I said there was more to tell about World Park, so here goes. This part is not so silly as the rest, and actually kind of sad. One of the things I remember from the movie is the shows featuring dances from around the world. The performers (mostly Chinese) dressed up in a variety of typical costumes and did routines meant to resemble folk dances from different countries. As it turned out, the schedule for those performances didn’t work out well for us, so we ended up with the Thailand Crocodile and Elephant Show.
The show was in a somewhat rundown arena. There was an enclosure with five crocodiles dozing surrounded by a shallow moat and a glass fence.
A young guy came out and splashed water on the crocs to wake them up.
Then he grabbed one of them by the tail and pulled it into the water.
He held his hand in its mouth, and then pulled it out just as the jaws snapped shut.
With the second croc he “kissed” it on the end of the nose.
The third one had the chance to take his whole head.
But passed on it.
After the show, spectators could , for a fee, have their pictures taken sitting on a crocodile.
Then they had us all move over to the other side of the arena for the elephants.
They had three elderly looking Asian elephants, who did a variety of the standard elephant things.
Like carrying audience volunteers and posing on two legs.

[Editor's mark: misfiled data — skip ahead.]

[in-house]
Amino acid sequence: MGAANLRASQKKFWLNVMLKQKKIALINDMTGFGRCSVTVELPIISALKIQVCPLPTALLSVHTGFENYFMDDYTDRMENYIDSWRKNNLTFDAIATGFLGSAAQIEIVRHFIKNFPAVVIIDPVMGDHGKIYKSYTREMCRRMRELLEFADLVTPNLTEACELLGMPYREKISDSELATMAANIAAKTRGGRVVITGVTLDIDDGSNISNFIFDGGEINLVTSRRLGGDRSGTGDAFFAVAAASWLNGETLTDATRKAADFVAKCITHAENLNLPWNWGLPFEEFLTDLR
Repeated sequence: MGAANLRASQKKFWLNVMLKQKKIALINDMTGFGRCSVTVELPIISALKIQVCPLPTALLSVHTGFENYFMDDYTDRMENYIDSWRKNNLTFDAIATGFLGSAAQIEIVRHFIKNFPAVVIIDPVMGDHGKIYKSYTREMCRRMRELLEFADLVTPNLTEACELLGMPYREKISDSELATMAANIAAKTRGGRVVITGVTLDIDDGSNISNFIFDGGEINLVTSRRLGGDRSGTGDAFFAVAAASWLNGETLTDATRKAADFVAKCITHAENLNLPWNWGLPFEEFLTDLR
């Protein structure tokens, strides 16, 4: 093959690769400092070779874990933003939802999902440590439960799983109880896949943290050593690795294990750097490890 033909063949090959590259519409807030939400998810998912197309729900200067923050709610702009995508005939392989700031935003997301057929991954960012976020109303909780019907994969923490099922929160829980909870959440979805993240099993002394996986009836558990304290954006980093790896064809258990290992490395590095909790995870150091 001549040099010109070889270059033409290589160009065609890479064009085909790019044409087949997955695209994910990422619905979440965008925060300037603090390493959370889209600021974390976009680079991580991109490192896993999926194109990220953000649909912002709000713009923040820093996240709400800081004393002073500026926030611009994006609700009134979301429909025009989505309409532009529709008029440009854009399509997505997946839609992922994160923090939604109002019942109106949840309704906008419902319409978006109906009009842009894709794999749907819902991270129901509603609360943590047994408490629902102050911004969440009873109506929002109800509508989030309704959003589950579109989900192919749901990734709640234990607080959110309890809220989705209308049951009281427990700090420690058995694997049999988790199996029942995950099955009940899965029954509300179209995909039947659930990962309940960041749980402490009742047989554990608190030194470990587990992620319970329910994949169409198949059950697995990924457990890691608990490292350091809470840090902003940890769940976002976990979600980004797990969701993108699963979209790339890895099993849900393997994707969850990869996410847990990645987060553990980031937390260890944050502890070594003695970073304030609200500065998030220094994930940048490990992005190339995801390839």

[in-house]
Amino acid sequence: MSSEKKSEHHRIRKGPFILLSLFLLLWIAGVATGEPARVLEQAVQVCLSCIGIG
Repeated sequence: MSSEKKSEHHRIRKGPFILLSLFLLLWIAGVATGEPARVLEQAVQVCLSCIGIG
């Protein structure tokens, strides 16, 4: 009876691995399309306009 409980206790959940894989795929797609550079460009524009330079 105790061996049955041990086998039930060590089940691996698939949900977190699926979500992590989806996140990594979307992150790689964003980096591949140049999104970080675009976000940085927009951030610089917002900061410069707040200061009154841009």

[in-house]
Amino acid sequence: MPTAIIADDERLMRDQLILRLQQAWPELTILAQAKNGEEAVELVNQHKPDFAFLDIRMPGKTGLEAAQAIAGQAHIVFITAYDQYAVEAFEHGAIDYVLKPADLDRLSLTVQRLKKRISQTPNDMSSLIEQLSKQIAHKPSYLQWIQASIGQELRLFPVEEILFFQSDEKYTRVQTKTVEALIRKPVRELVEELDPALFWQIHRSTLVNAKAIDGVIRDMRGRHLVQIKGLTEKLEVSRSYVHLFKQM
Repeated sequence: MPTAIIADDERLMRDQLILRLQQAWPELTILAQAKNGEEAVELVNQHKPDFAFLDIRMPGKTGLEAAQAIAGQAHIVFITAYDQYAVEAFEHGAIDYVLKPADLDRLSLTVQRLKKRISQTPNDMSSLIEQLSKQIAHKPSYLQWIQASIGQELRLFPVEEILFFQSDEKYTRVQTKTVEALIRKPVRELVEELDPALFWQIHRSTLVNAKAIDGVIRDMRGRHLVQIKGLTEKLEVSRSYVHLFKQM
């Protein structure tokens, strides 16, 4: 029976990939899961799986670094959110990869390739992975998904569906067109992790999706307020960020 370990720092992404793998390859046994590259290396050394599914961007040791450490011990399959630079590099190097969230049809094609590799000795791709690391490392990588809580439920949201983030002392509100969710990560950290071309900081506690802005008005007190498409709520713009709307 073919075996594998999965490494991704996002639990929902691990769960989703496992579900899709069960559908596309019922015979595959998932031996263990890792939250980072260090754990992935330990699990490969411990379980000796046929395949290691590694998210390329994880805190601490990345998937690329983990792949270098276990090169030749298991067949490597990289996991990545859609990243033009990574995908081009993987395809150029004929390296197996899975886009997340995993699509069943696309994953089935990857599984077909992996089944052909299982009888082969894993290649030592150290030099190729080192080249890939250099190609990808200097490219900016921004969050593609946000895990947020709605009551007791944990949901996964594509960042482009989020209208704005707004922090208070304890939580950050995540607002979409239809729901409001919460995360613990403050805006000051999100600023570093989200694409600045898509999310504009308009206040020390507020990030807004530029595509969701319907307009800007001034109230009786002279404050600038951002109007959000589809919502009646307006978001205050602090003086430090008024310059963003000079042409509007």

In between tricks, they were rewarded with bananas from the audience.
It really is amazing how well such big animals can balance and move.
The trainers treated them well at all times, and they seemed to already know the routines without much direction. This is not the time or place for debating the humaneness of this show. I’m just presenting what happened, and you can draw your own conclusions. And no, they were never actually on wheels – I just wanted to quote Sam Phillips.
This is another of those Beijing places that is not on the must-see list for most visitors. The place is not in very good repair, so I think its time of interest is passing even for the Chinese. It is the relic of a time when very few Chinese could expect to travel abroad, and did not have the internet and a variety of TV channels to show them these things in a better way. It seemed that a large portion of the visitors there were not locals, but (to rely on a stereotype) relatively unsophisticated people from other provinces. One family asked to have their picture taken with me, which almost never happens in Beijing. I’m not sure how many years World Park has left before it’s closed entirely, but I suspect it’s not that many.